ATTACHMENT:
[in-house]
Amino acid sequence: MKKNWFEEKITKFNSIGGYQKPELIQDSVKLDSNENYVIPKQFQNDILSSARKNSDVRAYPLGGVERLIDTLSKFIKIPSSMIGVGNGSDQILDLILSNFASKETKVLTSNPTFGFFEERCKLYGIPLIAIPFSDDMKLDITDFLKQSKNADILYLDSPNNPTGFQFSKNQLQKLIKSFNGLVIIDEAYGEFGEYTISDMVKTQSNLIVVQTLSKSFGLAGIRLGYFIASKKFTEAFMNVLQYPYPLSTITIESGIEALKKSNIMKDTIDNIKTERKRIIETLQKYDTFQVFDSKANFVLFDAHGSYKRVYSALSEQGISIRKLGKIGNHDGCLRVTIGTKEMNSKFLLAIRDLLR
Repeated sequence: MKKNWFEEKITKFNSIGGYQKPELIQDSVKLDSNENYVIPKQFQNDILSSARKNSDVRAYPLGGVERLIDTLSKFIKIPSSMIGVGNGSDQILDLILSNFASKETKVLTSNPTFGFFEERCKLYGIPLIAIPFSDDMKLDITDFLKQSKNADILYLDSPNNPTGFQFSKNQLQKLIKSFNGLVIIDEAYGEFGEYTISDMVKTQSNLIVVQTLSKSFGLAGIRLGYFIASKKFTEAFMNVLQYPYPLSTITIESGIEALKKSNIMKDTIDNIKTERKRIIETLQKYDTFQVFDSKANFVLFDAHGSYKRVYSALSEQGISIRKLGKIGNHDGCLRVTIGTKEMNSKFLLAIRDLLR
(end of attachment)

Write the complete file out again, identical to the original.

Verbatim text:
[in-house]
Amino acid sequence: MKKNWFEEKITKFNSIGGYQKPELIQDSVKLDSNENYVIPKQFQNDILSSARKNSDVRAYPLGGVERLIDTLSKFIKIPSSMIGVGNGSDQILDLILSNFASKETKVLTSNPTFGFFEERCKLYGIPLIAIPFSDDMKLDITDFLKQSKNADILYLDSPNNPTGFQFSKNQLQKLIKSFNGLVIIDEAYGEFGEYTISDMVKTQSNLIVVQTLSKSFGLAGIRLGYFIASKKFTEAFMNVLQYPYPLSTITIESGIEALKKSNIMKDTIDNIKTERKRIIETLQKYDTFQVFDSKANFVLFDAHGSYKRVYSALSEQGISIRKLGKIGNHDGCLRVTIGTKEMNSKFLLAIRDLLR
Repeated sequence: MKKNWFEEKITKFNSIGGYQKPELIQDSVKLDSNENYVIPKQFQNDILSSARKNSDVRAYPLGGVERLIDTLSKFIKIPSSMIGVGNGSDQILDLILSNFASKETKVLTSNPTFGFFEERCKLYGIPLIAIPFSDDMKLDITDFLKQSKNADILYLDSPNNPTGFQFSKNQLQKLIKSFNGLVIIDEAYGEFGEYTISDMVKTQSNLIVVQTLSKSFGLAGIRLGYFIASKKFTEAFMNVLQYPYPLSTITIESGIEALKKSNIMKDTIDNIKTERKRIIETLQKYDTFQVFDSKANFVLFDAHGSYKRVYSALSEQGISIRKLGKIGNHDGCLRVTIGTKEMNSKFLLAIRDLLR